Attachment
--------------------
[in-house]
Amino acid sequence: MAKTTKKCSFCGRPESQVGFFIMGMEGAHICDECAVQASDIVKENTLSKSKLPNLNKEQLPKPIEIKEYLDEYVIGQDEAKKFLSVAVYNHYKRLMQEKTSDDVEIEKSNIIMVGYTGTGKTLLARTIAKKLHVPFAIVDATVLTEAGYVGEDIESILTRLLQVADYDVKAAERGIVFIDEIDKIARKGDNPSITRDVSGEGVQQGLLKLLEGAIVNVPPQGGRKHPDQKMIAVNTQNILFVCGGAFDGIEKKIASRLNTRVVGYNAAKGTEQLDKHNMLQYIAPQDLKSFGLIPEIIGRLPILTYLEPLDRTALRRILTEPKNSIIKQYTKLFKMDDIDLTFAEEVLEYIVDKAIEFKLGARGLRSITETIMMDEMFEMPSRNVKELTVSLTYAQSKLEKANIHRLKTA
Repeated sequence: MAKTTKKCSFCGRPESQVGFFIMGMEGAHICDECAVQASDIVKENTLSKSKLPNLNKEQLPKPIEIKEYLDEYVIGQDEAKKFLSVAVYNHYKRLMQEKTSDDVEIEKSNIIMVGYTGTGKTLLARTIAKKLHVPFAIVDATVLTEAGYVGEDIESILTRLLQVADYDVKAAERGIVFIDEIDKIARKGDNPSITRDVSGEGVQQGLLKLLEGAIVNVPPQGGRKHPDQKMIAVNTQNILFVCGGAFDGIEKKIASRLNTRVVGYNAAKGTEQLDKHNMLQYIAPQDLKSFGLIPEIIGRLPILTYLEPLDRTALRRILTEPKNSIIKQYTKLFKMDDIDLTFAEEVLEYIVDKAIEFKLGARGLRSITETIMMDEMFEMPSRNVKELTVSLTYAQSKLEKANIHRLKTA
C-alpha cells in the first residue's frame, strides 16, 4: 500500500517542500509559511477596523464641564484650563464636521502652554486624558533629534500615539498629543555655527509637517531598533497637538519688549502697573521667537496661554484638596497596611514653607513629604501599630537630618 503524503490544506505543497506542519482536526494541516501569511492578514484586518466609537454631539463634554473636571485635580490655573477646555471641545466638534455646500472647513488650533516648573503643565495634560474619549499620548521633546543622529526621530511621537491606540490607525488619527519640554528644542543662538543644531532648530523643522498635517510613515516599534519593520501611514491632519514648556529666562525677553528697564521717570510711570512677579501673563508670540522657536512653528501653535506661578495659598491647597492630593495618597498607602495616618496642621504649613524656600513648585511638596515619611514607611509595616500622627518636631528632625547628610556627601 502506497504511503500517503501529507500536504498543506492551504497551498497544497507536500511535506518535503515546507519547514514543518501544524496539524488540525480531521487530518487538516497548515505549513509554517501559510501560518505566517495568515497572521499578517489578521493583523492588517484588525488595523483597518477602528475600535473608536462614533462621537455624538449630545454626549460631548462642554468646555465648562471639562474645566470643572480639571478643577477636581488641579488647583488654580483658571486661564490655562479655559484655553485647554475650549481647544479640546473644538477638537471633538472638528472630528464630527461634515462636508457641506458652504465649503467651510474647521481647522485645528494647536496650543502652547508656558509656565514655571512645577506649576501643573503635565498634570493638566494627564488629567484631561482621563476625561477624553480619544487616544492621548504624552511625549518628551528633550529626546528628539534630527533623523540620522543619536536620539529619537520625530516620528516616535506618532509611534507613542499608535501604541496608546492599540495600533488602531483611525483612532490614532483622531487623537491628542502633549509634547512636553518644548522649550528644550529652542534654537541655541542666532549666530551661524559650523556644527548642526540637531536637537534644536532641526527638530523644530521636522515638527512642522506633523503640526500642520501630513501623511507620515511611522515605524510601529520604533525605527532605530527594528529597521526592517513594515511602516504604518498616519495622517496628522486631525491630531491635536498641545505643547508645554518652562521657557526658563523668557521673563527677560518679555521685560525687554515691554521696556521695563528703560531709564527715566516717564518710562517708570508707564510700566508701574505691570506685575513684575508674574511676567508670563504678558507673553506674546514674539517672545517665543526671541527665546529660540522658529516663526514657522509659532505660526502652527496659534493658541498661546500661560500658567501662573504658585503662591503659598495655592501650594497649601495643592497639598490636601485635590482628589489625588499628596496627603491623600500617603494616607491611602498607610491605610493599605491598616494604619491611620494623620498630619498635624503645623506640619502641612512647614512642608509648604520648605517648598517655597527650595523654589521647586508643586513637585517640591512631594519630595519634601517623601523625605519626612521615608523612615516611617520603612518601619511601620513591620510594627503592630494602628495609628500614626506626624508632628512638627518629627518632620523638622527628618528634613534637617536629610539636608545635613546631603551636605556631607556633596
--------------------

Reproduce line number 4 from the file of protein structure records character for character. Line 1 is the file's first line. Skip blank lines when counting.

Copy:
C-alpha cells in the first residue's frame, strides 16, 4: 500500500517542500509559511477596523464641564484650563464636521502652554486624558533629534500615539498629543555655527509637517531598533497637538519688549502697573521667537496661554484638596497596611514653607513629604501599630537630618 503524503490544506505543497506542519482536526494541516501569511492578514484586518466609537454631539463634554473636571485635580490655573477646555471641545466638534455646500472647513488650533516648573503643565495634560474619549499620548521633546543622529526621530511621537491606540490607525488619527519640554528644542543662538543644531532648530523643522498635517510613515516599534519593520501611514491632519514648556529666562525677553528697564521717570510711570512677579501673563508670540522657536512653528501653535506661578495659598491647597492630593495618597498607602495616618496642621504649613524656600513648585511638596515619611514607611509595616500622627518636631528632625547628610556627601 502506497504511503500517503501529507500536504498543506492551504497551498497544497507536500511535506518535503515546507519547514514543518501544524496539524488540525480531521487530518487538516497548515505549513509554517501559510501560518505566517495568515497572521499578517489578521493583523492588517484588525488595523483597518477602528475600535473608536462614533462621537455624538449630545454626549460631548462642554468646555465648562471639562474645566470643572480639571478643577477636581488641579488647583488654580483658571486661564490655562479655559484655553485647554475650549481647544479640546473644538477638537471633538472638528472630528464630527461634515462636508457641506458652504465649503467651510474647521481647522485645528494647536496650543502652547508656558509656565514655571512645577506649576501643573503635565498634570493638566494627564488629567484631561482621563476625561477624553480619544487616544492621548504624552511625549518628551528633550529626546528628539534630527533623523540620522543619536536620539529619537520625530516620528516616535506618532509611534507613542499608535501604541496608546492599540495600533488602531483611525483612532490614532483622531487623537491628542502633549509634547512636553518644548522649550528644550529652542534654537541655541542666532549666530551661524559650523556644527548642526540637531536637537534644536532641526527638530523644530521636522515638527512642522506633523503640526500642520501630513501623511507620515511611522515605524510601529520604533525605527532605530527594528529597521526592517513594515511602516504604518498616519495622517496628522486631525491630531491635536498641545505643547508645554518652562521657557526658563523668557521673563527677560518679555521685560525687554515691554521696556521695563528703560531709564527715566516717564518710562517708570508707564510700566508701574505691570506685575513684575508674574511676567508670563504678558507673553506674546514674539517672545517665543526671541527665546529660540522658529516663526514657522509659532505660526502652527496659534493658541498661546500661560500658567501662573504658585503662591503659598495655592501650594497649601495643592497639598490636601485635590482628589489625588499628596496627603491623600500617603494616607491611602498607610491605610493599605491598616494604619491611620494623620498630619498635624503645623506640619502641612512647614512642608509648604520648605517648598517655597527650595523654589521647586508643586513637585517640591512631594519630595519634601517623601523625605519626612521615608523612615516611617520603612518601619511601620513591620510594627503592630494602628495609628500614626506626624508632628512638627518629627518632620523638622527628618528634613534637617536629610539636608545635613546631603551636605556631607556633596